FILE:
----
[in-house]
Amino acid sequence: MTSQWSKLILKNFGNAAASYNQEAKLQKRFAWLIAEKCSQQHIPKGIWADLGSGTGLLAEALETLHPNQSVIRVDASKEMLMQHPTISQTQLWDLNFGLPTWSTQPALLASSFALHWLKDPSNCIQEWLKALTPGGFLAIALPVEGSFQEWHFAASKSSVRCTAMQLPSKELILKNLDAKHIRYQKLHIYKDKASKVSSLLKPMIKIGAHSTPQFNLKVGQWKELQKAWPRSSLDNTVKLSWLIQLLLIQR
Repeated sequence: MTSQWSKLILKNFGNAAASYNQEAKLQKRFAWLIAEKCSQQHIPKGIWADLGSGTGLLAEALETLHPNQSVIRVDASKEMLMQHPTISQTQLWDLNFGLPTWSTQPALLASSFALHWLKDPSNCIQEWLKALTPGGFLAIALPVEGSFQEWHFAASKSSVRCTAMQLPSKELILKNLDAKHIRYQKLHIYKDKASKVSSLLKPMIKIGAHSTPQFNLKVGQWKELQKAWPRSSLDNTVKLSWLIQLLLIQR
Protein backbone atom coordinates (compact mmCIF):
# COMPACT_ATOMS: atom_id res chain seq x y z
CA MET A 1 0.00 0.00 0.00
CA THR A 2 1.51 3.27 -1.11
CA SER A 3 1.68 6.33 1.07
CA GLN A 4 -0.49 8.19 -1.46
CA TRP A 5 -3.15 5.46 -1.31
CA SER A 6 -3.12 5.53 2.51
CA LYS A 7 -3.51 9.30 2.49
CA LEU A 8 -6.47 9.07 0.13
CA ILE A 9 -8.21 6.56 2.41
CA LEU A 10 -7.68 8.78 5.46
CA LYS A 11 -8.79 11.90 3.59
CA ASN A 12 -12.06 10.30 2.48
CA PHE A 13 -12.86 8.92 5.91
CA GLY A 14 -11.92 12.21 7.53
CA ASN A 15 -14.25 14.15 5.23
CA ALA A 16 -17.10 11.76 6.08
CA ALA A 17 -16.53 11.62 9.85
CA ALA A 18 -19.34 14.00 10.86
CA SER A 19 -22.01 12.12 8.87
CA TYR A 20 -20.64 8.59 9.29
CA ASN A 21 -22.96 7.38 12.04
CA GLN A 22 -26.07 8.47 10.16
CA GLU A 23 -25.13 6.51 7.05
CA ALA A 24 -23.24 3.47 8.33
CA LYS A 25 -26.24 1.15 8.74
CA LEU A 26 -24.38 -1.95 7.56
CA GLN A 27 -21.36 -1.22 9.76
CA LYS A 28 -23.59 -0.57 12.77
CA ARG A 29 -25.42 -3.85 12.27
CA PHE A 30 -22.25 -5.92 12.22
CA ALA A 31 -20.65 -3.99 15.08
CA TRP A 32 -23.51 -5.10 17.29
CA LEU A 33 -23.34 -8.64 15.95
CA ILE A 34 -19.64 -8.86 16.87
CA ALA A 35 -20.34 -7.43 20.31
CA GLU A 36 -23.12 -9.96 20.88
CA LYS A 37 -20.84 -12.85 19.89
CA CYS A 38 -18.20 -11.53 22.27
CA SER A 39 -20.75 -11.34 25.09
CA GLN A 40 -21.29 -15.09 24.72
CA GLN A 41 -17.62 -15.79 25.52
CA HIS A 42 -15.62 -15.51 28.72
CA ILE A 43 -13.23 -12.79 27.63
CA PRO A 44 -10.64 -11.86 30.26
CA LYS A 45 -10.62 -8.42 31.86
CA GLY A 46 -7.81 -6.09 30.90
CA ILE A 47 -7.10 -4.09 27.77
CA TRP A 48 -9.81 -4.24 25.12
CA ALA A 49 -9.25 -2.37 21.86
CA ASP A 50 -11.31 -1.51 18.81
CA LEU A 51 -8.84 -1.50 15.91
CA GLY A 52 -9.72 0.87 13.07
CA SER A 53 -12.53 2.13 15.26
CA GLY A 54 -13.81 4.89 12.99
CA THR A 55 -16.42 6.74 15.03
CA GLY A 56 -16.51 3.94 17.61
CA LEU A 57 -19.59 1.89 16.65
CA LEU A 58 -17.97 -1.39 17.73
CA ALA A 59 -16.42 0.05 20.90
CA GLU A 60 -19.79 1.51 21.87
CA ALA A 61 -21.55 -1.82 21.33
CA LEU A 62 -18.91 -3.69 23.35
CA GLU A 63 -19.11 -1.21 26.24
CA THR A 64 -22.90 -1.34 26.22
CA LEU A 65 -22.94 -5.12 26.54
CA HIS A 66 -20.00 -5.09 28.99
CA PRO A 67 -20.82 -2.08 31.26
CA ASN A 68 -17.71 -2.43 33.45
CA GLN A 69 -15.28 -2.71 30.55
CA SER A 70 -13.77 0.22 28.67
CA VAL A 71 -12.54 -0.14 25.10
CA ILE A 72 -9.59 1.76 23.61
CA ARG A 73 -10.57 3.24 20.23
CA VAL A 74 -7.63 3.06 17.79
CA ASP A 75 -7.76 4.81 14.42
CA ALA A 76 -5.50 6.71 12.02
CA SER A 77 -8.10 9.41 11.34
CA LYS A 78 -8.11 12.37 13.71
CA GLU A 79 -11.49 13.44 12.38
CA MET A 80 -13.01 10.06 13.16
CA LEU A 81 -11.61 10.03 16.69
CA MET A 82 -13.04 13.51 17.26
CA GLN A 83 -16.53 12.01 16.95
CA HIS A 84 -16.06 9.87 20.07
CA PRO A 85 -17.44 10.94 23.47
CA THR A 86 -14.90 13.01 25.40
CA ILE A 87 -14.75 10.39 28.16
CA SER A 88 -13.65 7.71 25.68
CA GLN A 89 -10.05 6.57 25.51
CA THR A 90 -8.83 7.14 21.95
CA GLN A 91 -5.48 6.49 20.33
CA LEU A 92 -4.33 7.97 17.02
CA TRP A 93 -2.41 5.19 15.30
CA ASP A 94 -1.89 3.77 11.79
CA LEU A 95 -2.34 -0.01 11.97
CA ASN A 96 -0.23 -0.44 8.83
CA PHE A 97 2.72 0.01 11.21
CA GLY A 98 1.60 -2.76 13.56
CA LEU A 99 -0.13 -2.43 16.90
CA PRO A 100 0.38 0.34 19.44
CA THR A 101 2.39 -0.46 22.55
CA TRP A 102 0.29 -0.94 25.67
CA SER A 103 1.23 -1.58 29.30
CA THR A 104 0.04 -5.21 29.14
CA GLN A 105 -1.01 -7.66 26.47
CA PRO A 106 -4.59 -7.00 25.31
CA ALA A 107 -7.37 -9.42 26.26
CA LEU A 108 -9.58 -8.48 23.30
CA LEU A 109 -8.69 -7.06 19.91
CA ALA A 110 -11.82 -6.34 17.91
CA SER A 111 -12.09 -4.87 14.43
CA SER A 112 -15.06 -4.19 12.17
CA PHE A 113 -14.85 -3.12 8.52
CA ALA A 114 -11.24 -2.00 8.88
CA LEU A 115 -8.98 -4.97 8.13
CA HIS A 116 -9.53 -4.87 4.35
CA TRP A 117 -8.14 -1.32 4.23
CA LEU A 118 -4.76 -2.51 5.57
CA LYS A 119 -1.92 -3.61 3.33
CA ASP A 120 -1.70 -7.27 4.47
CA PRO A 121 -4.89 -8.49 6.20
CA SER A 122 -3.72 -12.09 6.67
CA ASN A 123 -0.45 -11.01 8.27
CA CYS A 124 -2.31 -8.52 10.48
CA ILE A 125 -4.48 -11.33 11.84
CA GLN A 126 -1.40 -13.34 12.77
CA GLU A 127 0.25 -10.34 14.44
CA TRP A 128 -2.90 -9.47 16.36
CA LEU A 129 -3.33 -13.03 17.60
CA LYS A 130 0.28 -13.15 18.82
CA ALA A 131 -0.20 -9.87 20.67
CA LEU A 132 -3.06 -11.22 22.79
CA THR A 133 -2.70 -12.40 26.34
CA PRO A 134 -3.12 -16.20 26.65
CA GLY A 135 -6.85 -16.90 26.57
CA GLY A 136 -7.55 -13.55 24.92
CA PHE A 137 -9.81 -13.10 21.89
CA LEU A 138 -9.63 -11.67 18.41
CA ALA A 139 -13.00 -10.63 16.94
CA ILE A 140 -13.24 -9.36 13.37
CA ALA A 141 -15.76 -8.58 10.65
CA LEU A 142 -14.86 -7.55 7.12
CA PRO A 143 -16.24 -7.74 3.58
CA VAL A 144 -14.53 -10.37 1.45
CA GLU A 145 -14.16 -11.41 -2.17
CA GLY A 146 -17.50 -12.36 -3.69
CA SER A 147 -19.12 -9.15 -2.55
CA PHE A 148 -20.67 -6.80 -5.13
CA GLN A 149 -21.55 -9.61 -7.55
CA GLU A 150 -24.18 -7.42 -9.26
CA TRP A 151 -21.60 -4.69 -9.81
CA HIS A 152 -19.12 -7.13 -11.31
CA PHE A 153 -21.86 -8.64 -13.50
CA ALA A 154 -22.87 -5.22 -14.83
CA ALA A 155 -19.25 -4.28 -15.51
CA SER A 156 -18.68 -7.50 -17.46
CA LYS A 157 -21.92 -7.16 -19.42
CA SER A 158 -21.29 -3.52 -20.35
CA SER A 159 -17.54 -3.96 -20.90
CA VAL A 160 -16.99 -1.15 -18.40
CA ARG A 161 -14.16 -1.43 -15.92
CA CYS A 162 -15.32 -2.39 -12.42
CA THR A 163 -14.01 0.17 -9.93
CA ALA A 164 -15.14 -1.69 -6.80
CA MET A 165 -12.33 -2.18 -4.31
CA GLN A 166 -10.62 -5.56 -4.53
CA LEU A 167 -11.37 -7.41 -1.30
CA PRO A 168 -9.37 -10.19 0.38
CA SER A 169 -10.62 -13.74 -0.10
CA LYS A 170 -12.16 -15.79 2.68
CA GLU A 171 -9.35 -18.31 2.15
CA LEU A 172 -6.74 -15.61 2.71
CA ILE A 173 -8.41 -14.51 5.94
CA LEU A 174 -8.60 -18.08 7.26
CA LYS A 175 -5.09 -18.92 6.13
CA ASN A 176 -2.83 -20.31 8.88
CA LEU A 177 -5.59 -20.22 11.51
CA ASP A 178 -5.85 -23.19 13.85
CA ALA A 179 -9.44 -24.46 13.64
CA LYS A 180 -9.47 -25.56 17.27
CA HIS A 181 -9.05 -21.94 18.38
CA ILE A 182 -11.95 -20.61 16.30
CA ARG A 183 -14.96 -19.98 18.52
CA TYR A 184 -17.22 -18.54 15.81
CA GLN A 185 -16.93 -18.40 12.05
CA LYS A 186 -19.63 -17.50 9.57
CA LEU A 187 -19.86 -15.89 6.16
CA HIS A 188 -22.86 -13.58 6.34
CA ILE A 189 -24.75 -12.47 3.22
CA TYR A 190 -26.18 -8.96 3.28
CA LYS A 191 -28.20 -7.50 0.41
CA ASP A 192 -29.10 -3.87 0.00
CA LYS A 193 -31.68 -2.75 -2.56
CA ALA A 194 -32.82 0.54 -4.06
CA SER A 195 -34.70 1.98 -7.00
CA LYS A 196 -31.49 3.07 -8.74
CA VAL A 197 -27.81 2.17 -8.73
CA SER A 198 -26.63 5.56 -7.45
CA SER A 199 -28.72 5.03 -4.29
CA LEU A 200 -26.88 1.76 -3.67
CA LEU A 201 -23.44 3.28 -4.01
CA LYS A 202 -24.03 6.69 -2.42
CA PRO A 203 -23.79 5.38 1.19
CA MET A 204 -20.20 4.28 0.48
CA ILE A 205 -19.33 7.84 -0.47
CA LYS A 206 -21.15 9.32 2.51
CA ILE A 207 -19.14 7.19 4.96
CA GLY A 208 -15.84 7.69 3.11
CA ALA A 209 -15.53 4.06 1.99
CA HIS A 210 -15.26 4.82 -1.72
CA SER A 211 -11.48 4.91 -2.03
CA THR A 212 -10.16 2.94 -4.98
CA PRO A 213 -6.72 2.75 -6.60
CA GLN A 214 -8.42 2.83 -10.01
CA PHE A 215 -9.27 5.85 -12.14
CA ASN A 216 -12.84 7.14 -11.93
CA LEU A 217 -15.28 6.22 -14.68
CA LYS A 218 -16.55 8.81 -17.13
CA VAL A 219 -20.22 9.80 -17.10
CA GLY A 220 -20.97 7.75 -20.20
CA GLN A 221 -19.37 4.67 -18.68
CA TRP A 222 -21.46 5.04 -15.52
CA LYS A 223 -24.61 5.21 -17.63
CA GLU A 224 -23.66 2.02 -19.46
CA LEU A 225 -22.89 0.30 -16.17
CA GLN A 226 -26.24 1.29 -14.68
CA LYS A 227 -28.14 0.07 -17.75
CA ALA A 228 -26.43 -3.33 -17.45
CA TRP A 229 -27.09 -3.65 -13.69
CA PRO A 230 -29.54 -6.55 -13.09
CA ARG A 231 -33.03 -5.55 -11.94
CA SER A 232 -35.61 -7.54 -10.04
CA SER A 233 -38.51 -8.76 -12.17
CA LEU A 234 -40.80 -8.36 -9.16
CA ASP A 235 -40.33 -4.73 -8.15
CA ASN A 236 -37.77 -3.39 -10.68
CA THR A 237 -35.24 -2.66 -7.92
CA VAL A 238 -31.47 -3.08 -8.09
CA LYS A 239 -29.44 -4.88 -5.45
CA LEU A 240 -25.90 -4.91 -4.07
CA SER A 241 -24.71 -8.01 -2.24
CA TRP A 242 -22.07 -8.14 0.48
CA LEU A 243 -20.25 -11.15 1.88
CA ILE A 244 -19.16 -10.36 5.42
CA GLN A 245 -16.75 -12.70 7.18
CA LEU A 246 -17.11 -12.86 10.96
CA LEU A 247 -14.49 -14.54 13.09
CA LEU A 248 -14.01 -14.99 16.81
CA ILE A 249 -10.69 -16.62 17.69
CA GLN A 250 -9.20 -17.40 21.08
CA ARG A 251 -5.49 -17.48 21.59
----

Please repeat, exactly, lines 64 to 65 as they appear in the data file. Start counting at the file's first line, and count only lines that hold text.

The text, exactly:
CA ALA A 59 -16.42 0.05 20.90
CA GLU A 60 -19.79 1.51 21.87